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Russia introduces new surveillance technology to crush opposition to Ukraine war

In form of war in ukraine Unveiled last year, Russia’s best digital spies have turned to new tools to battle the enemy on another front: those opposing the war within their own borders.

To aid the internal crackdown, Russian authorities had assembled an arsenal of technologies to monitor citizens’ online lives. After the invasion of Ukraine, its demand for more surveillance equipment increased. This helped spur a cottage industry of technical contractors, who made products that have become a powerful – and new – means of digital surveillance.

The technologies have given police and Russia’s Federal Security Service, known as the FSB, access to a range of spying capabilities focused on the day-to-day use of phones and websites. According to documents from Russian surveillance providers obtained by The New York Times, the tools can track certain types of activity on encrypted apps like WhatsApp and Signal, monitor phones’ locations, identify anonymous social media users and break into people’s accounts. provide methods. Also security experts, digital activists and a person associated with the country’s digital surveillance functions.

President Vladimir V. Putin Technology is leaning more heavily to harness political power as Russia faces military setbacks in Ukraine, economic sanctions and leadership challenges following an uprising. Yevgeny V. PrigozhinCommander of the Wagner Paramilitary Group. In doing so, Russia – which once lagged behind authoritarian regimes such as China and Iran in using modern technology to exert control – is making rapid strides forward.

“It has made people very nervous, because if you communicate with someone in Russia, you cannot be sure whether it is safe or not. They are very actively monitoring traffic,” said Russian opposition political figure and digital rights activist Elena Popova. “It used to be only for the workers. Now they have extended it to all those who disagree with the war.”

The effort has filled the coffers of a group of relatively unknown Russian technology firms. Many are owned by the Citadel Group, a business that once partially controlled Alisher Usmanovwhich was targeted by the European Union Sanctions As one of Mr Putin’s “favourite oligarchs”. Some companies are trying to expand abroad, increasing the risk that the technologies will not stay inside Russia.

Companies with names such as MFI Soft, VasExperts and Protini typically began manufacturing aggressive parts of Russia. Telecom Wiretapping System before producing more advanced equipment for the country’s intelligence services.

The easy-to-use software that plugs directly into telecommunications infrastructure now offers a Swiss-army knife of espionage possibilities, including engineering schematics, emails and screen shots, according to the documents. The Times obtained hundreds of files from a person with access to internal records, about 40 of which detail surveillance equipment.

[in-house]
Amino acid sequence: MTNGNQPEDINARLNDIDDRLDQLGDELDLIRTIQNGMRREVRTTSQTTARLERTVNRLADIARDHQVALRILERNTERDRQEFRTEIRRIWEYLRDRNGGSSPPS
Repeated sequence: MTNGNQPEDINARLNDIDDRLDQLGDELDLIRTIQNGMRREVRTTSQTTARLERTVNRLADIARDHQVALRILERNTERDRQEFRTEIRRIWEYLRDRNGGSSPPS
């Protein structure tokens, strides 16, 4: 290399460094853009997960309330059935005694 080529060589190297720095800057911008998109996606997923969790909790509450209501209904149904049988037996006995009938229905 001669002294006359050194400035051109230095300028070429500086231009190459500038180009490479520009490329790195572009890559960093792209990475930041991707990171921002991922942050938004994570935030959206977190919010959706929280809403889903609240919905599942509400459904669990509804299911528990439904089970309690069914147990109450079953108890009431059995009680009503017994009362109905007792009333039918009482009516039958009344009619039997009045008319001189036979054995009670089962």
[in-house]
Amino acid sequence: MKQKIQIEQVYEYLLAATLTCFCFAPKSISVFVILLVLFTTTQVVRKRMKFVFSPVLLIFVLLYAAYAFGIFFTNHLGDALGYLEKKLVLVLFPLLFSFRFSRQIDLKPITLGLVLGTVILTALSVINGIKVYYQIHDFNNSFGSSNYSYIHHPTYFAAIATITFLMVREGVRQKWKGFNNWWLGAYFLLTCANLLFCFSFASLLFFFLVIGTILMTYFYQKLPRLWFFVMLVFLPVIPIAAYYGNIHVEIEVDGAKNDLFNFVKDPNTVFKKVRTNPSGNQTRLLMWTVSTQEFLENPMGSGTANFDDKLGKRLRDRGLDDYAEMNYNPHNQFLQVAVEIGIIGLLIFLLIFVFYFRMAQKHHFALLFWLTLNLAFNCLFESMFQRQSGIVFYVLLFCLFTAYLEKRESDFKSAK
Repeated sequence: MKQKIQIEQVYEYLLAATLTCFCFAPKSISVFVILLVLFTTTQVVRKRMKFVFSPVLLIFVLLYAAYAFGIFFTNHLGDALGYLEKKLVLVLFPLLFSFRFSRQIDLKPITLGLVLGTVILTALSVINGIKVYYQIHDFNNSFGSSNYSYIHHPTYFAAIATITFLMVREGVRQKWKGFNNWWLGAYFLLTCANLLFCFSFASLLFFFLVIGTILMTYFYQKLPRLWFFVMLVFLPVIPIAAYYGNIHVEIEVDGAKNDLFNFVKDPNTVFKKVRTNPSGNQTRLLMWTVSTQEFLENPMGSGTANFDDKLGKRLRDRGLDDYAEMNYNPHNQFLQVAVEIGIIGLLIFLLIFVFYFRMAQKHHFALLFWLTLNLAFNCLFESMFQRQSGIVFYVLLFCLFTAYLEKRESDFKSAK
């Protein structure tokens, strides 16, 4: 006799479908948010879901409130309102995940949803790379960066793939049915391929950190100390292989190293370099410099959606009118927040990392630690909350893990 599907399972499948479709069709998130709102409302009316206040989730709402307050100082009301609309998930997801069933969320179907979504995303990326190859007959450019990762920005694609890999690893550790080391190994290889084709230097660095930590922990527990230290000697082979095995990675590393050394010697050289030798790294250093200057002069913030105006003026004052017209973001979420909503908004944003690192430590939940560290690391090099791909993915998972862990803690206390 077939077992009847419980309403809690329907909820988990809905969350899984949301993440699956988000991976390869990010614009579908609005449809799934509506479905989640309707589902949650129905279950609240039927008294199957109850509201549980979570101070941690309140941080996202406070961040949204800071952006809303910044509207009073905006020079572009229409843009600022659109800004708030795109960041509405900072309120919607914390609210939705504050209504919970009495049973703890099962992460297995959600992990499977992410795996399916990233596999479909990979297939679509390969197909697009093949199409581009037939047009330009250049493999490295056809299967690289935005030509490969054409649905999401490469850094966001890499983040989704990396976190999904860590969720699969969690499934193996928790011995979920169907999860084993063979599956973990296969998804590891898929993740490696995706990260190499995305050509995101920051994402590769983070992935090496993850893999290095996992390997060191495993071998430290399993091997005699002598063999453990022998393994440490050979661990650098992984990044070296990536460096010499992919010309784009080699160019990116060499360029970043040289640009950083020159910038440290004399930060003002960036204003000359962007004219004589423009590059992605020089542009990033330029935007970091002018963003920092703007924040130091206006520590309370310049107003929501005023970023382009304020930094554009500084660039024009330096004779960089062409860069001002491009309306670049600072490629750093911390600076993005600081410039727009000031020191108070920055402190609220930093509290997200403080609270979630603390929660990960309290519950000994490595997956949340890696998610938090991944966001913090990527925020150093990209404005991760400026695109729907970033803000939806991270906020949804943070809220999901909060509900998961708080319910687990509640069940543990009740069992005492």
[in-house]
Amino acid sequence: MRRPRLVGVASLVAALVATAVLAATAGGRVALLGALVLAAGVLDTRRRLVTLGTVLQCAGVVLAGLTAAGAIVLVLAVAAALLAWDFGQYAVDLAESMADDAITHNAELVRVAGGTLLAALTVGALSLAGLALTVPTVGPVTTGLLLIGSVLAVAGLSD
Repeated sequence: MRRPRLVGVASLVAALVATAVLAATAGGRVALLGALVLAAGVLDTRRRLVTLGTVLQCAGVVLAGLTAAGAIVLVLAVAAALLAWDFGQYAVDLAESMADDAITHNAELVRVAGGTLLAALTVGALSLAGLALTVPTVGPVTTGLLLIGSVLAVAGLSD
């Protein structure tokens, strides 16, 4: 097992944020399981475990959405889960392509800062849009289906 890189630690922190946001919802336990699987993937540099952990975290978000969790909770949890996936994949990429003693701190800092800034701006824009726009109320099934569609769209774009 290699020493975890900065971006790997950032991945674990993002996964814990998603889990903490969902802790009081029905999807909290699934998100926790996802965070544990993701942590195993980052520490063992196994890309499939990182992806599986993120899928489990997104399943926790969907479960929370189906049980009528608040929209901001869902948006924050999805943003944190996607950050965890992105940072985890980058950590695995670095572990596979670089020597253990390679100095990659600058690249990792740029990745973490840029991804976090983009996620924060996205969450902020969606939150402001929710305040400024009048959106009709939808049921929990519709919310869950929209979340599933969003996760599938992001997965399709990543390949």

A program mentioned in the material can identify when people make voice calls or send files on encrypted chat apps such as Telegram, Signal and WhatsApp. The software can’t intercept specific messages, but it can determine whether someone is using multiple phones, track communications with others and map their relationship networks, and on a given day can triangulate which phones have been in certain locations. Another product may collect passwords entered on unencrypted websites.

These technologies complement other Russian efforts to shape public opinion and suppress dissent. a publicity campaign on state media, and more strong internet censorship and new efforts collect data on citizens And encourage them to report social media posts that undermine the war.

They introduce an off-the-shelf tool kit for dictators who want to exert control over what is said and done online. A document outlining the capabilities of various technology providers referred to the “wiretap marketplace”, a supply chain of equipment and software that pushes the boundaries of digital mass surveillance.

Adrian Shahbaz, vice president of research and analysis at Freedom House, a pro-democracy advocacy group that studies online, said the authorities are “essentially developing a new group of Russian companies that have emerged as a result of the state’s repressive interests.” Harassment. “Spillover effects will be felt first in the surrounding area, then possibly around the world.”

Over the past two decades, Russian leaders have struggled to regain control of the Internet. To remedy this, he ordered the system to track phone calls and unencrypted text messages. He then demanded that Internet service providers store a record of all Internet traffic.

Extension Program – formally known as System for Operative Investigative Activities, or SORM Was an imperfect means of surveillance. Russia’s telecom providers often install and update technologies incompletely, which means the system doesn’t always work properly. The amount of incoming data may be excessive and unusable.

At first, the technology was used against political rivals such as supporters Alexey A. NavalnyJailed opposition leader. Digital rights experts said demand for the equipment increased after the invasion of Ukraine. Russian officials turned to local tech companies that built the old surveillance system, demanding more.

According to the US State Department, the move benefited companies such as Citadel, which bought many of Russia’s largest manufacturers of digital wiretapping equipment and controls about 60 to 80 percent of the market for telecommunications surveillance technology. United States announced Sanctions against the Citadel and its current owner, Anton Cherepennikov, in February.